Old English butere "butter, the fatty part of milk," obtained from cream by churning, general West Germanic (compare Old Frisian, Old High German butera, German Butter, Dutch boter), an early loan-word from Latin butyrum "butter" (source of Italian burro, Old French burre, French beurre), from Greek boutyron. This is apparently "cow-cheese," from bous "ox, cow" (from PIE root *gwou- "ox, bull, cow") + tyros "cheese" (from PIE root *teue- "to swell"); but this might be a folk etymology of a Scythian word.
The product was used from an early date in India, Iran and northern Europe, but not in ancient Greece and Rome. Herodotus described it (along with cannabis) among the oddities of the Scythians. In old chemistry, applied to certain substances of buttery consistency. Butter-knife, a small, dull knife used for cutting butter at the table, is attested from 1818.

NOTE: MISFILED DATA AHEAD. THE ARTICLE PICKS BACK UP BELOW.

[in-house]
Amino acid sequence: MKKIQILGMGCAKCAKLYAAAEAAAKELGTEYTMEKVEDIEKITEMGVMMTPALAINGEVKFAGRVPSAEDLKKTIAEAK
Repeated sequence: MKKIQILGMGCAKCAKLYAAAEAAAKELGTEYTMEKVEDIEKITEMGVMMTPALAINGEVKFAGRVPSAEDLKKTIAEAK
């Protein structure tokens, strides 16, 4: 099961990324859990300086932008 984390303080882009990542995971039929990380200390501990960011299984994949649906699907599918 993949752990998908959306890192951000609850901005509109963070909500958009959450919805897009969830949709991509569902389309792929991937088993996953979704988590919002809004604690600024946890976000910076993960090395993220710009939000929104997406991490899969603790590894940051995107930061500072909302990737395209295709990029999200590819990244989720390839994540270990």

Old English buterian "spread butter on," from the same source as butter (n.). The figurative meaning "to flatter lavishly" is by 1798 (with up (adv.), in Connelly's Spanish-English dictionary, p.413). Related: Buttered; buttering. To know which side one's bread is buttered on is to be able to take care of oneself.
updated on October 26, 2022
Dictionary entries near butter